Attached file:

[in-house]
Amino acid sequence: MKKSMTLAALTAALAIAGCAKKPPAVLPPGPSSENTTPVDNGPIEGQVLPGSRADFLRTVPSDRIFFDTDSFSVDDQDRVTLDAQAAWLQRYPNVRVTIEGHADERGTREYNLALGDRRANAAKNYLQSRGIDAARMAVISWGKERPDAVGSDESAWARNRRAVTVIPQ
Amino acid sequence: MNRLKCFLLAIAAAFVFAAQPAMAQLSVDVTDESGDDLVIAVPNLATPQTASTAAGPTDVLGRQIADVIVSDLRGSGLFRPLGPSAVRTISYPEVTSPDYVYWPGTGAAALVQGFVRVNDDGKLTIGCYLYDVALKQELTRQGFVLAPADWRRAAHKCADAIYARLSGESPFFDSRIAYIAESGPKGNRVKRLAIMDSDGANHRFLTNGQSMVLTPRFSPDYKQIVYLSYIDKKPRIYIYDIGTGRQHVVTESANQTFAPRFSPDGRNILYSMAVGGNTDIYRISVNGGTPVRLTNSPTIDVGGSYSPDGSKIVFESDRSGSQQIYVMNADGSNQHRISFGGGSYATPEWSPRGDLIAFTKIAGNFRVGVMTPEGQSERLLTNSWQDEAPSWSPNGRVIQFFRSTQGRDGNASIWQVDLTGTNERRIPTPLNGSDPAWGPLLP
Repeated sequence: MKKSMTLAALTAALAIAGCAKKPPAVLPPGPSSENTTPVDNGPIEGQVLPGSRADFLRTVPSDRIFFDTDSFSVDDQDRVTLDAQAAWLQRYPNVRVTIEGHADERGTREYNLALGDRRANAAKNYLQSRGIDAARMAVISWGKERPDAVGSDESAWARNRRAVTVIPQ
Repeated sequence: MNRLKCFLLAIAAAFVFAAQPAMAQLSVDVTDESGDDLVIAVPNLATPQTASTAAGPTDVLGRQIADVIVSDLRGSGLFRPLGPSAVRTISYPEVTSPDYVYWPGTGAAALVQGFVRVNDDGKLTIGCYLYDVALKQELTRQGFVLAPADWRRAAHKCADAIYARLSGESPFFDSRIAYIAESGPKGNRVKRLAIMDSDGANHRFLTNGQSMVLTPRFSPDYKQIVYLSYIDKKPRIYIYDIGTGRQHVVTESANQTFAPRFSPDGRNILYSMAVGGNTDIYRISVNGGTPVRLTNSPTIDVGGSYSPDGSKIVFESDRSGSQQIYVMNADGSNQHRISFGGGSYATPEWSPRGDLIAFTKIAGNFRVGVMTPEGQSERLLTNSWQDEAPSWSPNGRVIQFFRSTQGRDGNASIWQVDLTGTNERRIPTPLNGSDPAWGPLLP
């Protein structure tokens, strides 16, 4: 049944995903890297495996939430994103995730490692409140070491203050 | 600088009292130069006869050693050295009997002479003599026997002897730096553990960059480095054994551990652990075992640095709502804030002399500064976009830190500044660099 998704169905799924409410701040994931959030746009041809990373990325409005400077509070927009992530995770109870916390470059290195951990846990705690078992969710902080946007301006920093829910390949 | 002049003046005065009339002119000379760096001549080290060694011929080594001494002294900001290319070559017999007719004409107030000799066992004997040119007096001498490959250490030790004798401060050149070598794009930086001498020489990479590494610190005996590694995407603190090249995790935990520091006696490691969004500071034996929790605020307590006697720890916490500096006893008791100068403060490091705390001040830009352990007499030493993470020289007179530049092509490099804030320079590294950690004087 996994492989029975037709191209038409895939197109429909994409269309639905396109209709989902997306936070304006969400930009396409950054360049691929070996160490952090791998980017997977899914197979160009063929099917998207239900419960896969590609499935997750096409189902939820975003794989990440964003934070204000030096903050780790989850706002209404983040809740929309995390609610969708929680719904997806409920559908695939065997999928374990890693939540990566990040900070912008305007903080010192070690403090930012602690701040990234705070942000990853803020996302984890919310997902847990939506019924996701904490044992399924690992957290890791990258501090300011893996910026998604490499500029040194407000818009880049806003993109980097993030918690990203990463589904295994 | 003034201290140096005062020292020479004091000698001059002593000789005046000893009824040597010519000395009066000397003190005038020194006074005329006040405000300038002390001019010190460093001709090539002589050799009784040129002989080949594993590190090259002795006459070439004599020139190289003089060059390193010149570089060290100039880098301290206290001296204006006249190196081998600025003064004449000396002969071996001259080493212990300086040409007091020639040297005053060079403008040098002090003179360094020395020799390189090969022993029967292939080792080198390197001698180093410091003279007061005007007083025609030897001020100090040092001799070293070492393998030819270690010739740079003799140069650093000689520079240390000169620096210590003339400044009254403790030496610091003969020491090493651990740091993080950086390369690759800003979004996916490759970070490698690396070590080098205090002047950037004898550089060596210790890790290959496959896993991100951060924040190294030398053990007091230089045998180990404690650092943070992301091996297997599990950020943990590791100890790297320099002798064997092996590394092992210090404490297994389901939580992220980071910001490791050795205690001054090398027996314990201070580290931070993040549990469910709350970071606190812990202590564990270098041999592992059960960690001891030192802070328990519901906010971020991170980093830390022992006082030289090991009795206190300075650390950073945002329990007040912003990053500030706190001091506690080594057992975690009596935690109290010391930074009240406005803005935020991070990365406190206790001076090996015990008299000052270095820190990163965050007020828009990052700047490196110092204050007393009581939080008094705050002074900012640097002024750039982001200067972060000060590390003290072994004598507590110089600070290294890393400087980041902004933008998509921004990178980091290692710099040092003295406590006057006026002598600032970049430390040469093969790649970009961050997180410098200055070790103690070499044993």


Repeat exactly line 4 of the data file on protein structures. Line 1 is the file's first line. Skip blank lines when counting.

Repeated sequence: MKKSMTLAALTAALAIAGCAKKPPAVLPPGPSSENTTPVDNGPIEGQVLPGSRADFLRTVPSDRIFFDTDSFSVDDQDRVTLDAQAAWLQRYPNVRVTIEGHADERGTREYNLALGDRRANAAKNYLQSRGIDAARMAVISWGKERPDAVGSDESAWARNRRAVTVIPQ